Today dawned gorgeous again.
Right? So that was very nice. Then Guy showed up at the morning safety meeting in his
grandfather’s wetsuit, circa 1970 1980. [Thanks, Guy’s dad!] Very Team Zissou.
Finally, in addition to the usual two-fisted dap we exchange with Ray just before we climb down the ladder into the Avon, Bruce added a tap on the hardhat. So far an auspicious start to the morning.
The commute in Avon 3 was quiet but relaxed. The morning, with Derek and Kevin in the water, went like clockwork. Small nets picked up at regular intervals and then danced on filled the bottom of the boat with a dense base for whatever might follow.
As usual, they quickly swam the entire route we were assigned, allowing us to move onto alternate routes. Lunch was plentiful, with all the usual suspects (lunchmeat sandwich fixings, chips, sports drink, fruit, celery and carrots), but this time with two sleeves of Oreos!! (We didn’t even open the second sleeve, but just knowing it was there was pretty sweet.)
With all these great signs, I decided to suit up and do a swim survey. Mark and Megan were gracious enough to let me join their team. We’re still in the Maze, so most of the swimming is over and around long fingers of reef surrounded on one side by moderately shallow sand and the other side by deep water. With three of us, Mark and Megan generally took the outsides and I swam down the middle of the coral. I swam at least 90 minutes. Saw one net, which Mark had already seen and reported to the boat, but still… For the rest of it, I swam my little arms off trying to keep up with my teammates and concentrated hard on spotting nets. They’re wily things, those nets. They are clever mimics and sometimes blend in remarkably well with the substrate. I’d love to show you what the swim survey looks like in the water, but there’s no way I was going to try to swim with a camera.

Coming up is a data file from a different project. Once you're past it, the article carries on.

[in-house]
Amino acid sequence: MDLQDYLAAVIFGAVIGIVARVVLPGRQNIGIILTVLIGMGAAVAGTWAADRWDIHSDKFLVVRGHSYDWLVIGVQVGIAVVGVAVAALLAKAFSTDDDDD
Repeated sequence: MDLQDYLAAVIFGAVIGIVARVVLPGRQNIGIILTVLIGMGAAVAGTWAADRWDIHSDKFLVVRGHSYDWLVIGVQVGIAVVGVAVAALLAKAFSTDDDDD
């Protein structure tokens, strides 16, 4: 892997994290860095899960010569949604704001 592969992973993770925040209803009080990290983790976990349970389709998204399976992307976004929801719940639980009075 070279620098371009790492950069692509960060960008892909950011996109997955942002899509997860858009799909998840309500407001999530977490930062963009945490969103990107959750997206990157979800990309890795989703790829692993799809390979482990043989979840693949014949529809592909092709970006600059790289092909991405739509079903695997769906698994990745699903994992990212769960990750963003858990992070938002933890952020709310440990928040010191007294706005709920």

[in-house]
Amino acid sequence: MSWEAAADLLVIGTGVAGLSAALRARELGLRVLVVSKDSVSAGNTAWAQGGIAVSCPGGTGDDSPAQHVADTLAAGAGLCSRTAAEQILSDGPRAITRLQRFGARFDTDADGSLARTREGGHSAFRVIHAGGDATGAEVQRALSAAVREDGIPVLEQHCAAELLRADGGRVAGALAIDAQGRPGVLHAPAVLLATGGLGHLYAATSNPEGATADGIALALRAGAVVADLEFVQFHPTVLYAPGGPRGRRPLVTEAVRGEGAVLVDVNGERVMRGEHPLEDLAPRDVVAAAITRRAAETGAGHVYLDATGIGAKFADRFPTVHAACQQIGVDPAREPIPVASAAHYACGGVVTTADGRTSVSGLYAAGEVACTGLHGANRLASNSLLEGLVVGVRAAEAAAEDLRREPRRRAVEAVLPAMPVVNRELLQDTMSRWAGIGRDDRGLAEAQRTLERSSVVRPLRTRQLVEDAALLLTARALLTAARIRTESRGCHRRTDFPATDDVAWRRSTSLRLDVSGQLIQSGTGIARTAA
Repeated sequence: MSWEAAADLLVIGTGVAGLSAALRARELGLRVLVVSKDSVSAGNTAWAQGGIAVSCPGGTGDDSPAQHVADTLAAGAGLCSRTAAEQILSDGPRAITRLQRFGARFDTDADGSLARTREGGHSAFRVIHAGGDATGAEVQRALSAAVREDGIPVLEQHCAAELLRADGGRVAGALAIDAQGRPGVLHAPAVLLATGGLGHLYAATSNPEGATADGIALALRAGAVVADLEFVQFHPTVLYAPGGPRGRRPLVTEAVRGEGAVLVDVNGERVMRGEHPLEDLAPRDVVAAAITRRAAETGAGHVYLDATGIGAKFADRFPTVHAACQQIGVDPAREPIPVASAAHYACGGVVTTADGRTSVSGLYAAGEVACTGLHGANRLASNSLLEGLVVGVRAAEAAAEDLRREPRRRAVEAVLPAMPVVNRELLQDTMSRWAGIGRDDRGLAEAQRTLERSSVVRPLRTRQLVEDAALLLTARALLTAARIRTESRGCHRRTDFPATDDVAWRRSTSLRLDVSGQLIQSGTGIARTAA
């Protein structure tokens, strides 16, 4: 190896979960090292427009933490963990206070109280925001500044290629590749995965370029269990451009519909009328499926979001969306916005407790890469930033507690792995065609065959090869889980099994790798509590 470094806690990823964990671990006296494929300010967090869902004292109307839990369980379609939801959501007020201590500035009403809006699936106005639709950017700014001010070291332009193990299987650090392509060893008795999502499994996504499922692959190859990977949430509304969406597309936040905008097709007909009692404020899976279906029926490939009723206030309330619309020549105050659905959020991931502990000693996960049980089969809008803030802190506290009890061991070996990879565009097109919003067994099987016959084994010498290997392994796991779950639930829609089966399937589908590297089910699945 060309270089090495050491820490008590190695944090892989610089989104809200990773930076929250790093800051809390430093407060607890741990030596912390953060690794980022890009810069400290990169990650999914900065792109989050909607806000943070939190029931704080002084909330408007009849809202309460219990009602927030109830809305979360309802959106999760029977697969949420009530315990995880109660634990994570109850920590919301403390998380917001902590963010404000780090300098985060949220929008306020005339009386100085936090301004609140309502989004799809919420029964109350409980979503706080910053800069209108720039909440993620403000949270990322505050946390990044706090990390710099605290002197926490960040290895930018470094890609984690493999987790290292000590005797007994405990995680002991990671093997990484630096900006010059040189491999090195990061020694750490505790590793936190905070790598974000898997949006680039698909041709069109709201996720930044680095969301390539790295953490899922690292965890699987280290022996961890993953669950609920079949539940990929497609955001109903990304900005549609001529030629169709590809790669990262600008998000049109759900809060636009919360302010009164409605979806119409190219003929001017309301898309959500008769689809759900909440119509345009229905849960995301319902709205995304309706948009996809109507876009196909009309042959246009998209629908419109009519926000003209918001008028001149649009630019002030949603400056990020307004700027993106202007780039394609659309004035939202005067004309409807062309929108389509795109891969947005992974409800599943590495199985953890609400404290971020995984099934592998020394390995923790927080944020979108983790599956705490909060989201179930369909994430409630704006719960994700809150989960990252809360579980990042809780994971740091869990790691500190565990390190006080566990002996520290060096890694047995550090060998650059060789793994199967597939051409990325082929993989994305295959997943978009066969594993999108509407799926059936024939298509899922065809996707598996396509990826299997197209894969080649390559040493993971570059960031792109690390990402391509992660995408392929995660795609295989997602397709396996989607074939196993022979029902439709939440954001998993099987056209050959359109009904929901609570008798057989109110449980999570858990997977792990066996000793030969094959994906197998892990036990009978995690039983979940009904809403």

After we’d finished most of the alternate route, we checked out a couple isolated bommies (coral tower or head). I just learned that bommie is short for bombora, an Aboriginal word for a wave that breaks over a submerged rock. There were nets visible from the boat on each of them, so we did some quick surveys and net removals to top off the load (a respectable 536 kg, which is the dead-lift capacity of world’s strongest man competitor Mariusz Pudzianowski) and exhaust the last of my swim stamina.
The commute home to the Sette was glorious, with three of us sprawled on the “just right” sized net mound, close to napping. When we got back, I knew what to do with our gear and my own stuff. I finally was able to offload equipment from the other boats, rinse it off, and dry it without just being in the way. After dinner, I also helped Megan enter data into the computer. Today, it kind of feels like I’m becoming a useful member of this society!